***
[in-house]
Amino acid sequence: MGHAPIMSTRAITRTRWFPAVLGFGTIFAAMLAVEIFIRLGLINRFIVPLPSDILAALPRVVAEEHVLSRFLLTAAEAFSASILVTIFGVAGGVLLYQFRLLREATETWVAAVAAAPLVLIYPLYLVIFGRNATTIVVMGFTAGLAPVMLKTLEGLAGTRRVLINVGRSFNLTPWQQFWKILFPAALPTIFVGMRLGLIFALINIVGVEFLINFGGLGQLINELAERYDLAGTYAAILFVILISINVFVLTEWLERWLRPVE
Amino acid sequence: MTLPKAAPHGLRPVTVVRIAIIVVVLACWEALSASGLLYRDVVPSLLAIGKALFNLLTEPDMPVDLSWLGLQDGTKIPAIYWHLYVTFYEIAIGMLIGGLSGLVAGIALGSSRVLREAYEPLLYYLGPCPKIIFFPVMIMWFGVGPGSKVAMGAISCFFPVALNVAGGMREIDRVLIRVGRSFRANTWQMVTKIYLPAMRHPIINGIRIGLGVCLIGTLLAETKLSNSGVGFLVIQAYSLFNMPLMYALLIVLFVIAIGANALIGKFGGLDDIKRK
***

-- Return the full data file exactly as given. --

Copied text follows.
[in-house]
Amino acid sequence: MGHAPIMSTRAITRTRWFPAVLGFGTIFAAMLAVEIFIRLGLINRFIVPLPSDILAALPRVVAEEHVLSRFLLTAAEAFSASILVTIFGVAGGVLLYQFRLLREATETWVAAVAAAPLVLIYPLYLVIFGRNATTIVVMGFTAGLAPVMLKTLEGLAGTRRVLINVGRSFNLTPWQQFWKILFPAALPTIFVGMRLGLIFALINIVGVEFLINFGGLGQLINELAERYDLAGTYAAILFVILISINVFVLTEWLERWLRPVE
Amino acid sequence: MTLPKAAPHGLRPVTVVRIAIIVVVLACWEALSASGLLYRDVVPSLLAIGKALFNLLTEPDMPVDLSWLGLQDGTKIPAIYWHLYVTFYEIAIGMLIGGLSGLVAGIALGSSRVLREAYEPLLYYLGPCPKIIFFPVMIMWFGVGPGSKVAMGAISCFFPVALNVAGGMREIDRVLIRVGRSFRANTWQMVTKIYLPAMRHPIINGIRIGLGVCLIGTLLAETKLSNSGVGFLVIQAYSLFNMPLMYALLIVLFVIAIGANALIGKFGGLDDIKRK